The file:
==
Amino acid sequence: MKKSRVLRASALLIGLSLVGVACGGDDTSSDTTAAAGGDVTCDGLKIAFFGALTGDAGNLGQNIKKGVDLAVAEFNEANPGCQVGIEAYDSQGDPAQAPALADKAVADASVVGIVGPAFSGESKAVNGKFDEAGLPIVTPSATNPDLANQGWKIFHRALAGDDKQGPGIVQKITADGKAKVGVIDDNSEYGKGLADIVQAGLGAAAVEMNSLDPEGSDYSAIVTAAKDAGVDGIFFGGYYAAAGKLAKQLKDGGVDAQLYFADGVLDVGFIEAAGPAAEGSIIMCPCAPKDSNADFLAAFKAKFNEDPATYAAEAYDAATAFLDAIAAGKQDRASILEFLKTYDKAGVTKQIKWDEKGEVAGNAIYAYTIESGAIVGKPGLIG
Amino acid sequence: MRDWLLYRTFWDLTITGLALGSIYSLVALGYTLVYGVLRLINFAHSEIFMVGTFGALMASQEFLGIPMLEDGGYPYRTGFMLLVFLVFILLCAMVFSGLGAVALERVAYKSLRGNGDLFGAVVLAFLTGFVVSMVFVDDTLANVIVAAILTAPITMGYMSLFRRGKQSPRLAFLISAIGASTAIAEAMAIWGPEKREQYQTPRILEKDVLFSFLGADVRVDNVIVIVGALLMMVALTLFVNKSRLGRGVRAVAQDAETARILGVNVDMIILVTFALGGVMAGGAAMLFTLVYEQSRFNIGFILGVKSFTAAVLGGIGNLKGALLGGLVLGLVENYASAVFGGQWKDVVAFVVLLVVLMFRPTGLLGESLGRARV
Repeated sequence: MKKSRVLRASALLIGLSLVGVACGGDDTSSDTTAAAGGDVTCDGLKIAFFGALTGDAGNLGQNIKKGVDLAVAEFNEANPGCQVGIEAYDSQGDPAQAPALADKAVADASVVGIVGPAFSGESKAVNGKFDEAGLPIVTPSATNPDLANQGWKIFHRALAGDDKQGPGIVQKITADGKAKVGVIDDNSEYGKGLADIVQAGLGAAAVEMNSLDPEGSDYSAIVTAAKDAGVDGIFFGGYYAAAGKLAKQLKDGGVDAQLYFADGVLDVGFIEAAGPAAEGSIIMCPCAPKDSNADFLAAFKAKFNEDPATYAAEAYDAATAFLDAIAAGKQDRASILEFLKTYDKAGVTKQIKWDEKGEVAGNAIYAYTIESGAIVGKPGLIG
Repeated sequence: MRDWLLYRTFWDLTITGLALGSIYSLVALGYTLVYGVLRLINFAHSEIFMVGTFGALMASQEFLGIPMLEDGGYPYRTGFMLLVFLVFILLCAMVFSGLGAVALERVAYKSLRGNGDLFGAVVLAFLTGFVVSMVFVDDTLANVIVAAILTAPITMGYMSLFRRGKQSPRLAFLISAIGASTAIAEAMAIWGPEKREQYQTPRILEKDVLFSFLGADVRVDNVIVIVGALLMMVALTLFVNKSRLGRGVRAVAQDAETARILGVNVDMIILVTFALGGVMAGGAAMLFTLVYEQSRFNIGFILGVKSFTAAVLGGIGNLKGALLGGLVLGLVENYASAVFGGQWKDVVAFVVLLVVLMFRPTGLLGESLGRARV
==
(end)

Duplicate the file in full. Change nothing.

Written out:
Amino acid sequence: MKKSRVLRASALLIGLSLVGVACGGDDTSSDTTAAAGGDVTCDGLKIAFFGALTGDAGNLGQNIKKGVDLAVAEFNEANPGCQVGIEAYDSQGDPAQAPALADKAVADASVVGIVGPAFSGESKAVNGKFDEAGLPIVTPSATNPDLANQGWKIFHRALAGDDKQGPGIVQKITADGKAKVGVIDDNSEYGKGLADIVQAGLGAAAVEMNSLDPEGSDYSAIVTAAKDAGVDGIFFGGYYAAAGKLAKQLKDGGVDAQLYFADGVLDVGFIEAAGPAAEGSIIMCPCAPKDSNADFLAAFKAKFNEDPATYAAEAYDAATAFLDAIAAGKQDRASILEFLKTYDKAGVTKQIKWDEKGEVAGNAIYAYTIESGAIVGKPGLIG
Amino acid sequence: MRDWLLYRTFWDLTITGLALGSIYSLVALGYTLVYGVLRLINFAHSEIFMVGTFGALMASQEFLGIPMLEDGGYPYRTGFMLLVFLVFILLCAMVFSGLGAVALERVAYKSLRGNGDLFGAVVLAFLTGFVVSMVFVDDTLANVIVAAILTAPITMGYMSLFRRGKQSPRLAFLISAIGASTAIAEAMAIWGPEKREQYQTPRILEKDVLFSFLGADVRVDNVIVIVGALLMMVALTLFVNKSRLGRGVRAVAQDAETARILGVNVDMIILVTFALGGVMAGGAAMLFTLVYEQSRFNIGFILGVKSFTAAVLGGIGNLKGALLGGLVLGLVENYASAVFGGQWKDVVAFVVLLVVLMFRPTGLLGESLGRARV
Repeated sequence: MKKSRVLRASALLIGLSLVGVACGGDDTSSDTTAAAGGDVTCDGLKIAFFGALTGDAGNLGQNIKKGVDLAVAEFNEANPGCQVGIEAYDSQGDPAQAPALADKAVADASVVGIVGPAFSGESKAVNGKFDEAGLPIVTPSATNPDLANQGWKIFHRALAGDDKQGPGIVQKITADGKAKVGVIDDNSEYGKGLADIVQAGLGAAAVEMNSLDPEGSDYSAIVTAAKDAGVDGIFFGGYYAAAGKLAKQLKDGGVDAQLYFADGVLDVGFIEAAGPAAEGSIIMCPCAPKDSNADFLAAFKAKFNEDPATYAAEAYDAATAFLDAIAAGKQDRASILEFLKTYDKAGVTKQIKWDEKGEVAGNAIYAYTIESGAIVGKPGLIG
Repeated sequence: MRDWLLYRTFWDLTITGLALGSIYSLVALGYTLVYGVLRLINFAHSEIFMVGTFGALMASQEFLGIPMLEDGGYPYRTGFMLLVFLVFILLCAMVFSGLGAVALERVAYKSLRGNGDLFGAVVLAFLTGFVVSMVFVDDTLANVIVAAILTAPITMGYMSLFRRGKQSPRLAFLISAIGASTAIAEAMAIWGPEKREQYQTPRILEKDVLFSFLGADVRVDNVIVIVGALLMMVALTLFVNKSRLGRGVRAVAQDAETARILGVNVDMIILVTFALGGVMAGGAAMLFTLVYEQSRFNIGFILGVKSFTAAVLGGIGNLKGALLGGLVLGLVENYASAVFGGQWKDVVAFVVLLVVLMFRPTGLLGESLGRARV